Even though I was unsure how precise its readings were, I began to view my Airthinx as a modern canary in a coal mine. I took it to my friend Catherine’s apartment, a place of similar vintage, size, and layout, also on the fourth floor. And guess what. She had good air. How was that possible? Catherine pointed to a device resembling a guitar amplifier on the floor, an Austin HealthMate HEPA filter. FEMA gave her the machine after 9/11 because she lived in Tribeca, close to where the towers fell. She changed the filter two years ago and, according to the Airthinx, the little box was doing its job. Maybe good air actually was achievable by means of some simple technology.
I called Deborah Bennett, a researcher at UC Davis’ Air Quality Research Center to discuss how to clean up my air. I mentioned how my air score would drop every time I used the stove. “You’ll need to use your range hood and exhaust fan when you cook,” she said.
I confessed that I live in an old Brooklyn building. There’s no hooded exhaust fan over my gas stove. I don’t even have a window fan.
“In California, that would be illegal,” she said. “I’m not sure what it is in New York. You need exhaust. Get a window fan at least. You need to get that air outside.”
I added a window fan to my list. I had also called in a bunch of other hardware to clean up my air: a humidifier, a new vacuum, a sleek and modern air-cleaning device called the Molekule, and a Dyson Pure Hot+Cool, which has both a HEPA and a gas filter along with a built-in air monitor that links to its app. Bennett recommended a Swiss-made purifier called the IQAir GC Multigas. It was, by far, the most expensive of the group at $1,299. Good air doesn’t come cheap, I guess.
I wasn’t convinced the Airthinx was giving me totally accurate readings (there’s no way to effectively calibrate the device), so in an attempt to collect enough data to produce a good average, I called in two more consumer indoor air-quality monitors: the Awair 2nd Edition and the Air Visual Pro, which each cost less than $300.
Also, I spoke with over a half dozen researchers and industrial hygienists for this story, and all of them cautioned about the limitations of these monitors. Brett Singer, an energy technologies researcher at Lawrence Berkeley National Laboratories who recently coauthored a study on consumer indoor air-quality monitors, told me during our video call that these monitors can alert you that something is amiss but not exactly what.
And something was definitely amiss in my apartment. But before I plugged in my army of air purifiers, I wanted to see if there was another simpler solution to getting good air.
Like … plants? I’ll just buy lots of plants! The oft-cited 1989 NASA research paper on the air-purifying properties of plants made me hopeful that I was a few beautifully curated planter boxes away from gloriously clean air. So, I reached out to the folks at online plant retailer Bloomscape and asked them to send over some samples from the company’s suggested list of air-cleaning plants. They sent two, a large lush sansevieria and a medium-size Kimberly Queen fern.
However, I then had a conversation with Garden Myths author and plant expert Robert Pavlis, which filled me with uncertainty. His written work about the media’s misinterpretation of the NASA plant study makes the point that the study itself was done in a tiny chamber a little larger than an air fryer and did not prove that plants actually clean the air of a small room, much less a home. As Pavlis points out, the bacteria in the planting soil used in the NASA experiment also might have cleaned the air in that tiny chamber.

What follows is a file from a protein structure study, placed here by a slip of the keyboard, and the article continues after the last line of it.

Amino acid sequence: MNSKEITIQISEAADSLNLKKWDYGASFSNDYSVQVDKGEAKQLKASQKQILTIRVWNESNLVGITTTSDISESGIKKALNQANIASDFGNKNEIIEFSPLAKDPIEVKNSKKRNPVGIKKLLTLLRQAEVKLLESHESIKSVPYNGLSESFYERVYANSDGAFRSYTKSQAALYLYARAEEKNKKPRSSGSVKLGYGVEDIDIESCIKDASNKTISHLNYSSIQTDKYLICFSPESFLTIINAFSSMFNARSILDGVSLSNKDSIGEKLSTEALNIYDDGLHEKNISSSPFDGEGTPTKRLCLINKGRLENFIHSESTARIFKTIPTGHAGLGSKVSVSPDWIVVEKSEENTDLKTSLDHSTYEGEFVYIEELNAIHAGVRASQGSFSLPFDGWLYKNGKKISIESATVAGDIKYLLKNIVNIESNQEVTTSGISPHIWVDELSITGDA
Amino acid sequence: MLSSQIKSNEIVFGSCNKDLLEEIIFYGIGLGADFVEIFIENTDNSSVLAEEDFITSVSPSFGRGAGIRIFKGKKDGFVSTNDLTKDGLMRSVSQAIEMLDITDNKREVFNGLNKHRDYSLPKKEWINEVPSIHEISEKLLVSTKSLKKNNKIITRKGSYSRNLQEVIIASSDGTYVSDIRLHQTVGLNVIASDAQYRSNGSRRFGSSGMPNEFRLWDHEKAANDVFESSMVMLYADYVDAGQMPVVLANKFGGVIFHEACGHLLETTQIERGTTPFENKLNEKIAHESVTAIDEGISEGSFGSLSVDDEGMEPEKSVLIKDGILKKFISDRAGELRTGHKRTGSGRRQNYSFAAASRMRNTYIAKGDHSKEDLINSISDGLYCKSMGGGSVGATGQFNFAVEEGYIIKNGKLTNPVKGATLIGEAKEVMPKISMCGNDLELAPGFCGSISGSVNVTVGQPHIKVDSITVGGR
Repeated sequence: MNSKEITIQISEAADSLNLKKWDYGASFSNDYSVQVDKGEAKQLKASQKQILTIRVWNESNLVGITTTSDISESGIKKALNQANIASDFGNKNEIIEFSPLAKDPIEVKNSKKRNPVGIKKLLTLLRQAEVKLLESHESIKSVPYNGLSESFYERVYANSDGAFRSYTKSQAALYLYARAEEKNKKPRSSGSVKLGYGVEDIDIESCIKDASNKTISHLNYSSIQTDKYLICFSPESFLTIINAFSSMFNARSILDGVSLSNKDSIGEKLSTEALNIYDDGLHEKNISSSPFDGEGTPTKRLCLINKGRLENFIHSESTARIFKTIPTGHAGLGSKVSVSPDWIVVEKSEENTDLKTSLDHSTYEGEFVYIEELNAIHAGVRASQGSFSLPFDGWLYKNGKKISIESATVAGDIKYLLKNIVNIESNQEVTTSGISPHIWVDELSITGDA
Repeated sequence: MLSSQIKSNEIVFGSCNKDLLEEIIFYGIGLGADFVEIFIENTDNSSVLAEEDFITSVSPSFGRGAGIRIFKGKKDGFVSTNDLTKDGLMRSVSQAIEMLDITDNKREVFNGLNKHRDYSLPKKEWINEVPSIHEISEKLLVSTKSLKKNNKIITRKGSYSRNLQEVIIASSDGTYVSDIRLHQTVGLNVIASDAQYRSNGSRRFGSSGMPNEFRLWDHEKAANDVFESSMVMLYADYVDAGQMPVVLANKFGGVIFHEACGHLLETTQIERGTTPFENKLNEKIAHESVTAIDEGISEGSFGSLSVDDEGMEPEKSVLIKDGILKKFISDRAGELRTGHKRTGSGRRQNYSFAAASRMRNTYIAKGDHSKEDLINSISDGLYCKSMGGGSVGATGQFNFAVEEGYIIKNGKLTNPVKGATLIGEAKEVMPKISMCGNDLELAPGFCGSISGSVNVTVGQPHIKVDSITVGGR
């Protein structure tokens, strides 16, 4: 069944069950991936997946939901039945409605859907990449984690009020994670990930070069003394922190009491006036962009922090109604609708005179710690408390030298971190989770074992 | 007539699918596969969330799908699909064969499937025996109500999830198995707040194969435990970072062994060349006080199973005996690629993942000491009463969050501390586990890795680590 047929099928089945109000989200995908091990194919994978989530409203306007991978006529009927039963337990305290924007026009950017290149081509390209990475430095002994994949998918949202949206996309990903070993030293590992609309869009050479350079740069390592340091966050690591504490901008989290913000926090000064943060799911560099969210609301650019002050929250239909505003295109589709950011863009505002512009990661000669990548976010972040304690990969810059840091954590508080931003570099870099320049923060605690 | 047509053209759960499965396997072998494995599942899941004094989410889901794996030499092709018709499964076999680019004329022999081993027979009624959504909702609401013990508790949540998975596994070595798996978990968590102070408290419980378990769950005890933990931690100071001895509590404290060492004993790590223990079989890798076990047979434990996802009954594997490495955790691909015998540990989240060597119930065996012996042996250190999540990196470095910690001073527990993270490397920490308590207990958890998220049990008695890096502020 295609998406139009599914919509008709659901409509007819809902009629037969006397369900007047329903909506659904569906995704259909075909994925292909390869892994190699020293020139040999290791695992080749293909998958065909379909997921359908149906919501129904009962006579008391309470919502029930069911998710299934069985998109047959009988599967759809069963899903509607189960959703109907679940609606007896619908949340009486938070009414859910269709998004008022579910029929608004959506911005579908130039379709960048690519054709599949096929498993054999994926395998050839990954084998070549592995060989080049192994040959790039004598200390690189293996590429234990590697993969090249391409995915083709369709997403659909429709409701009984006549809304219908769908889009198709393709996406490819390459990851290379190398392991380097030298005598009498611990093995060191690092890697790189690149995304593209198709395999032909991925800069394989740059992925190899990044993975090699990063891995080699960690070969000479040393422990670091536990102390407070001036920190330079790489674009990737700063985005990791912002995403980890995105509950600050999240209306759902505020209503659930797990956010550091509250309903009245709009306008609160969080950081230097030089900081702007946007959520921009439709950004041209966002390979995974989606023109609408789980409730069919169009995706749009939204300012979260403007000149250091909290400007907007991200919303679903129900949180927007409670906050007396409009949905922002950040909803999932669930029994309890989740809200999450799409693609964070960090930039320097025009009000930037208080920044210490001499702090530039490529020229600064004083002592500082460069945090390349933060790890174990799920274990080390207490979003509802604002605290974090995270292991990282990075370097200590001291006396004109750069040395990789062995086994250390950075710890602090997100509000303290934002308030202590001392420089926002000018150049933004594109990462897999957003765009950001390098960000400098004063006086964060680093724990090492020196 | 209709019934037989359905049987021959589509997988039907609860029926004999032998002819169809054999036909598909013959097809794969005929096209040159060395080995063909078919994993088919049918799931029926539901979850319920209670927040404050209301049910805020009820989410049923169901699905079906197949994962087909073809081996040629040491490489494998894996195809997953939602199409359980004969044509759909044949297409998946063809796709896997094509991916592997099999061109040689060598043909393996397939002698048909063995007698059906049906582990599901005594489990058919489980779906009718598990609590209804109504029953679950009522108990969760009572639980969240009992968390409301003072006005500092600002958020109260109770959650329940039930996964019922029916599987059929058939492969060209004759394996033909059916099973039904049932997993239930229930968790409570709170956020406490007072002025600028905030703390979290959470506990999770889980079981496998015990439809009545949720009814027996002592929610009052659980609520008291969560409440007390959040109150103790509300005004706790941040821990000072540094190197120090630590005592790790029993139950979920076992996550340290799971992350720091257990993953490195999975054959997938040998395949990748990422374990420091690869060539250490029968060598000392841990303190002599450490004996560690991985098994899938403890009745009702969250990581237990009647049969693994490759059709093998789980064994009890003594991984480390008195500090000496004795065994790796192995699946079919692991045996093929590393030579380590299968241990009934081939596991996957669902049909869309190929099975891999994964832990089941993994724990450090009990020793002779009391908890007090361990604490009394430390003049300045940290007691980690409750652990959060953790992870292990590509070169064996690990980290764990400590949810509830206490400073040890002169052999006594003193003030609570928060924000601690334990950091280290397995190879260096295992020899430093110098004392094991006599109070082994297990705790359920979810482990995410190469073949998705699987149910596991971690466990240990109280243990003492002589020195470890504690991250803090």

As I discussed my plan and the practical use of houseplants as air purifiers, he mentioned I would need eight plants per room to make a difference. Looking around my 200-square-foot den, I wondered aloud how I would squeeze eight plants in the space.
“No, I didn’t say eight, I said 80—eight-zero,” Pavlis said. “And they would need to be large. A cactus in the corner, that’s not doing much.”
I expressed dismay. “Plants will make you feel better, but they won’t clean the air,” he said.
My technological march continued. One by one, cardboard boxes appeared in my vestibule. I had three types of floor-standing air purifiers: a three-speed double window fan and two small “personal” air purifiers, including the Dyson and the sculptural, Frisbee-like Atem by IQAir. Personal air purifiers are weird—you plop them on the table in front of you, where they blow purified air directly onto your face—but the round and flat Atem is exceptionally alien.
The company even offers a backpack and a battery, so you can take it out in the dirty world. I have yet to bring it on the subway, though that is the one place I most certainly should be using a personal portable air purifier. I couldn’t imagine it getting through airport security so I could use it in hotel rooms, but that too would be an excellent use for it. I also set up the Atem Car purifier, which I hoped might finally kill the smell—half teen boy, half Old Spice—that haunted my Toyota Sienna.
I got in touch with Shelly Miller, an air-pollution researcher at the University of Colorado in Boulder who also happens to own an Airthinx. We showed each other our dashboards on our phones. She looked at mine and told me that a score of 10 for particulate matter is still too high. I didn’t mention that I’ve gotten numbers as high as 500 when cooking burgers on my gas stove.
Shelly shared things she’s done to improve her home’s air. “I now cook on an induction stove top,” she said. “It doesn’t create the pollution that gas does.” I hadn’t thought of that before. “And I tell people to get rid of their rugs.” When you walk on a rug, she said, particulate matter gets thrown back into the air with each footfall.